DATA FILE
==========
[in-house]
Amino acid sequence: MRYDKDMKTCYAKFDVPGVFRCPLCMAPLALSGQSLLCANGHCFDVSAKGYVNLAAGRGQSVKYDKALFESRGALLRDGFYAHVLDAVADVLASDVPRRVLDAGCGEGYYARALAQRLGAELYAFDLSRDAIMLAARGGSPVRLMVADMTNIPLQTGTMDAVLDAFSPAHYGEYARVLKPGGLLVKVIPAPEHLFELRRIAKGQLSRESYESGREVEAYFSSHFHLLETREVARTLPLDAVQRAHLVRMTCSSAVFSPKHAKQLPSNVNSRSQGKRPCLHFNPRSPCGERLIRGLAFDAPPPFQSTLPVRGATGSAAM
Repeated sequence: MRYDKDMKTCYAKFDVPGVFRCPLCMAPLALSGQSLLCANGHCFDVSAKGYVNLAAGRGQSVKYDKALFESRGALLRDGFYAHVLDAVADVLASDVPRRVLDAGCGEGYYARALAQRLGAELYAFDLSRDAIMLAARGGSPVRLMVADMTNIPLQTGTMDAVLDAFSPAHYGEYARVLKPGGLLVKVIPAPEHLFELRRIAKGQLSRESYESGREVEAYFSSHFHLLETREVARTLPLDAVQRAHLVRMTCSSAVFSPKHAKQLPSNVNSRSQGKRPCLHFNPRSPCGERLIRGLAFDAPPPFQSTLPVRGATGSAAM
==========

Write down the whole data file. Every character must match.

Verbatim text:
[in-house]
Amino acid sequence: MRYDKDMKTCYAKFDVPGVFRCPLCMAPLALSGQSLLCANGHCFDVSAKGYVNLAAGRGQSVKYDKALFESRGALLRDGFYAHVLDAVADVLASDVPRRVLDAGCGEGYYARALAQRLGAELYAFDLSRDAIMLAARGGSPVRLMVADMTNIPLQTGTMDAVLDAFSPAHYGEYARVLKPGGLLVKVIPAPEHLFELRRIAKGQLSRESYESGREVEAYFSSHFHLLETREVARTLPLDAVQRAHLVRMTCSSAVFSPKHAKQLPSNVNSRSQGKRPCLHFNPRSPCGERLIRGLAFDAPPPFQSTLPVRGATGSAAM
Repeated sequence: MRYDKDMKTCYAKFDVPGVFRCPLCMAPLALSGQSLLCANGHCFDVSAKGYVNLAAGRGQSVKYDKALFESRGALLRDGFYAHVLDAVADVLASDVPRRVLDAGCGEGYYARALAQRLGAELYAFDLSRDAIMLAARGGSPVRLMVADMTNIPLQTGTMDAVLDAFSPAHYGEYARVLKPGGLLVKVIPAPEHLFELRRIAKGQLSRESYESGREVEAYFSSHFHLLETREVARTLPLDAVQRAHLVRMTCSSAVFSPKHAKQLPSNVNSRSQGKRPCLHFNPRSPCGERLIRGLAFDAPPPFQSTLPVRGATGSAAM